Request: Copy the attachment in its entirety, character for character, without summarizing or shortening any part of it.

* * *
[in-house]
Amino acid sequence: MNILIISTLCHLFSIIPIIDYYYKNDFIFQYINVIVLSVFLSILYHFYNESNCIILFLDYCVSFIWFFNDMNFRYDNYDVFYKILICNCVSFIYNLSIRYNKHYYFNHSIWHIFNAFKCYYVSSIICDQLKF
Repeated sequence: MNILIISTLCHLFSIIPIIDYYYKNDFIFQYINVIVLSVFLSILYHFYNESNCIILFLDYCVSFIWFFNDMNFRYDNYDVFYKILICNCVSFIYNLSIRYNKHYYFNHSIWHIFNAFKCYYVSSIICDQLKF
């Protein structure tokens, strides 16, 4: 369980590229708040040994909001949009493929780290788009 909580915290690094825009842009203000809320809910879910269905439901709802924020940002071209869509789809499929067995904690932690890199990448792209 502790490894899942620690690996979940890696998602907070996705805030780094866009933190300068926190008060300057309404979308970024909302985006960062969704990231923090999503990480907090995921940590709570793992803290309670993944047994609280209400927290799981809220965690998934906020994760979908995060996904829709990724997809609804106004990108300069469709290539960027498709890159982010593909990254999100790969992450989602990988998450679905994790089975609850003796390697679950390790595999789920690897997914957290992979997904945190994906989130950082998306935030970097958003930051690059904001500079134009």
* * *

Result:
[in-house]
Amino acid sequence: MNILIISTLCHLFSIIPIIDYYYKNDFIFQYINVIVLSVFLSILYHFYNESNCIILFLDYCVSFIWFFNDMNFRYDNYDVFYKILICNCVSFIYNLSIRYNKHYYFNHSIWHIFNAFKCYYVSSIICDQLKF
Repeated sequence: MNILIISTLCHLFSIIPIIDYYYKNDFIFQYINVIVLSVFLSILYHFYNESNCIILFLDYCVSFIWFFNDMNFRYDNYDVFYKILICNCVSFIYNLSIRYNKHYYFNHSIWHIFNAFKCYYVSSIICDQLKF
């Protein structure tokens, strides 16, 4: 369980590229708040040994909001949009493929780290788009 909580915290690094825009842009203000809320809910879910269905439901709802924020940002071209869509789809499929067995904690932690890199990448792209 502790490894899942620690690996979940890696998602907070996705805030780094866009933190300068926190008060300057309404979308970024909302985006960062969704990231923090999503990480907090995921940590709570793992803290309670993944047994609280209400927290799981809220965690998934906020994760979908995060996904829709990724997809609804106004990108300069469709290539960027498709890159982010593909990254999100790969992450989602990988998450679905994790089975609850003796390697679950390790595999789920690897997914957290992979997904945190994906989130950082998306935030970097958003930051690059904001500079134009």